All interested persons are .nvited
to attend
SLC
The ECU Sign Language Club
Will hold ts regular bimonthly
i vered o.sh supper and meeting
on Sunday at the Mendenha" S�u
tii Center Mult. Purpose Room
The supper will beg.n a' 6 P m
with short business meeting and
captioneo Mm to to"ow
The meal and meeting are open
to any interested student faculty
member or a member of the com
muny You 00 not need to know
Sign Language to atteno but
students who are !a�ng s,gn
language classes or who have
taken them in the past are en
couraged to attend The purpose of
the SlC is to allow sign langugage
students and hear.ng ,mpaired
lents ano community
members to socialise and develop
communication skills
We hope to see you there
MEN WANTED!
The ECU Men s Glee Club is cur
rently recruiting men tor the Spr
ing Semester The Glee Club w.u
be tourmg North Carolina m
January with a number ot other
appearances scheduled
throughout the semester If you
would like to lO.n this fine chorus
or only wish to inquire about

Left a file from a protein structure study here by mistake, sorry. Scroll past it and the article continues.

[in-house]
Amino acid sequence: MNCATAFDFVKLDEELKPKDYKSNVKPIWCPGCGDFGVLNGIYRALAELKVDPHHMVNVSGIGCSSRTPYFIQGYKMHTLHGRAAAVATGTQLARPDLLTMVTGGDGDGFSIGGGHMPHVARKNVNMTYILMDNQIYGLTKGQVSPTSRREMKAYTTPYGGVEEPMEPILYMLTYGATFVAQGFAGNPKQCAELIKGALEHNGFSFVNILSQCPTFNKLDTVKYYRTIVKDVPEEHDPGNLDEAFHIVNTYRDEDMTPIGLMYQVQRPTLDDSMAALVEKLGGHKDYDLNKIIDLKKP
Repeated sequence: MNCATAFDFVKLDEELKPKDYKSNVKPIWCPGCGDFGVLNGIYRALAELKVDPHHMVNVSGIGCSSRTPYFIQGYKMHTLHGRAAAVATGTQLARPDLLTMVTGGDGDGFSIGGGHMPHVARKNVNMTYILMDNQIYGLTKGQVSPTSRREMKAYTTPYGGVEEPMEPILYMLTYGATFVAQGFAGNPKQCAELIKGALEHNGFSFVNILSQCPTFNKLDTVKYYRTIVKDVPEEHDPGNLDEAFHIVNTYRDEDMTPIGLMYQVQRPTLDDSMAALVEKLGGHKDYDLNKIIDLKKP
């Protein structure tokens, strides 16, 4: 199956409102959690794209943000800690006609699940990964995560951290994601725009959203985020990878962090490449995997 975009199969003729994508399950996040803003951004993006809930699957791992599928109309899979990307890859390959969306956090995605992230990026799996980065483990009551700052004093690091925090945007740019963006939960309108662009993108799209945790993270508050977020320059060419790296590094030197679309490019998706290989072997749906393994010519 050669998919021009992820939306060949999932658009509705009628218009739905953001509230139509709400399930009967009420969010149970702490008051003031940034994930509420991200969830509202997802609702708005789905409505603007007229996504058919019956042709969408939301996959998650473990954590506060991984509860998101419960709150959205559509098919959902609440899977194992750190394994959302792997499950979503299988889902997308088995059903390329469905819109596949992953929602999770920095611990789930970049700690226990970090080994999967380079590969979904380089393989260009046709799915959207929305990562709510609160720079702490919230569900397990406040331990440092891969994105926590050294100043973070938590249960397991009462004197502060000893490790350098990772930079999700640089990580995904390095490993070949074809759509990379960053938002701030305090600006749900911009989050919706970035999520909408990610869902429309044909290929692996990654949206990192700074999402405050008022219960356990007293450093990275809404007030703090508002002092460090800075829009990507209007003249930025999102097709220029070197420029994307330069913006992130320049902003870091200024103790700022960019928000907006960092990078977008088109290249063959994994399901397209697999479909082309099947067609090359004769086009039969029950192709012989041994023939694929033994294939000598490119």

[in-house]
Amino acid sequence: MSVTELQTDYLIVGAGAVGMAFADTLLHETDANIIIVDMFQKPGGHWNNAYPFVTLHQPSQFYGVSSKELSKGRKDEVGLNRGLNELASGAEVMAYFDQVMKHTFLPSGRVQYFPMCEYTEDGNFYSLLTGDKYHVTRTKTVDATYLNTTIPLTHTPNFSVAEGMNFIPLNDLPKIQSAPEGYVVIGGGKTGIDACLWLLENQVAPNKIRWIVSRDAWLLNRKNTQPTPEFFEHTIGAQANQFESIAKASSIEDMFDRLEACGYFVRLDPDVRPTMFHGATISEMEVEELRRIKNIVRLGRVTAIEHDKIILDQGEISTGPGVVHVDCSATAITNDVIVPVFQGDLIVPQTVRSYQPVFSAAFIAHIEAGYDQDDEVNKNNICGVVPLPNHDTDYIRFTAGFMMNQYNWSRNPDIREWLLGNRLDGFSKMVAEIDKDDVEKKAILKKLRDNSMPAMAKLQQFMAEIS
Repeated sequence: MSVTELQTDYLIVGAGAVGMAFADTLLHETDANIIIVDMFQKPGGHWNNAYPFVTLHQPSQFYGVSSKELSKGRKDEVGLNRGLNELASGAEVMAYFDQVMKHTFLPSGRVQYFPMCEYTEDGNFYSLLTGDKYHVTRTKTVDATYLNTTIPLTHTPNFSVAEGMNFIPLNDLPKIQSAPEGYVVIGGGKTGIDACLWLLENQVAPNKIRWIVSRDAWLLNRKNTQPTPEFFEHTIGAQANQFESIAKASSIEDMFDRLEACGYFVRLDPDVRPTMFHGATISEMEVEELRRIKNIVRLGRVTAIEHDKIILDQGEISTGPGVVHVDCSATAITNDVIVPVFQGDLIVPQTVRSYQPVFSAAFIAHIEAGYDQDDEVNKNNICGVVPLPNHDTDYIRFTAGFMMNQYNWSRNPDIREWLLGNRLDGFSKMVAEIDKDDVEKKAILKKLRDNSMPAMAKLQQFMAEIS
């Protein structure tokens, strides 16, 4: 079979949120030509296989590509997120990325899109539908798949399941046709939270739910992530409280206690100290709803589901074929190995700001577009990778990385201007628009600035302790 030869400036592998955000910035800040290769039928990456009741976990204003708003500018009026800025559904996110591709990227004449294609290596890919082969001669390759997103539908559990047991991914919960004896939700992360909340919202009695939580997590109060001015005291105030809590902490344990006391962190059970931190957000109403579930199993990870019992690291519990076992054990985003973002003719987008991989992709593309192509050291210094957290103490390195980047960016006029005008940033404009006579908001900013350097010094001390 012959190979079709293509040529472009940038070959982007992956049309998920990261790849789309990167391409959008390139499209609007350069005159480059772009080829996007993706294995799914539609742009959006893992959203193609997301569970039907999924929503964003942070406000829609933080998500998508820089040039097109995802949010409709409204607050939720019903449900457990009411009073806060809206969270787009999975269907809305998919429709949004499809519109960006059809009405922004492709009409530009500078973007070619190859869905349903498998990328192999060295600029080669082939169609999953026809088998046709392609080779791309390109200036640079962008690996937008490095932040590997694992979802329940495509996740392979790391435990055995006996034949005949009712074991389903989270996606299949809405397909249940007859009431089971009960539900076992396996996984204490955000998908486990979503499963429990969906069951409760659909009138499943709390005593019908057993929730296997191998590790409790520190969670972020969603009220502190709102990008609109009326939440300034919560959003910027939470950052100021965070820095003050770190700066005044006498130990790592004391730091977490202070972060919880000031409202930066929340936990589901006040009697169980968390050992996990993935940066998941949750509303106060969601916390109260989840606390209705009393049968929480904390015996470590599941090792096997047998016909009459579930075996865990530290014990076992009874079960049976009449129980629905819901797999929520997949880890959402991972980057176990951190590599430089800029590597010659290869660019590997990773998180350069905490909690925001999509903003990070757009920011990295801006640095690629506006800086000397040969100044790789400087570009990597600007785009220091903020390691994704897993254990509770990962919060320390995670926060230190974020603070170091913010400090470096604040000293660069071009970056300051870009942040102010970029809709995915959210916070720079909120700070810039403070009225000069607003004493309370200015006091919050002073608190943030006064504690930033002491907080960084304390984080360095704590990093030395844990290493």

future mempership please contact
Ed Glenn Director at the School of
Music 757 6331 or at 757 6195 The
Men s Glee Club is open to ail men
campuswde and offers one hour
cred't per semester The Glee
Club rehearses at 12 00 M W F
Anyone interested in iommg the
Glee Club next semester should
contact Mr Glenn as soon as
possible in order to be eligible for
the Spring Tour
SGA
There are still openings for SGA
representatives from Belk and
Tyler Dorms Applications should
be Submitted at the SGA office
Filing deadline is 4 p m
December 1
P.E. MAJORS
am students who plan fo declare
physical education as a major dur
ing the spring semester or who in
tend to student teach during the
spring semester should report to
Mmges Coliseum at 10 a m on
Wednesday, Dec 9for a motor and
physical fitness test Satisfactory
performance on this test is re
quired as a prerequisite for of
ticiai admittance to the physical
education maior program More
detailed information covering the
test is available by calling
757 6447
AUDITIONS
Auditions for Stephen B Fin
nans production ot Neil Simons
BAREFOOT IN THE PARK will
be held at the Methodist Student
CEnter (5th nad Holly Streets) on
Friday, Dec 4 at 7 30 p ,m and
Saturday, Dec 5 at 2 00 p m The
roles of Cone vyoung newlywed).
Mr veiasco la Bohemian),
Telephon man and Delivery Per
son are still open everyone is m-
vited to participate BAREFOOT
in THE PARK is the second pro
duction of Mr Fmnan's develop
ng little theatre organization and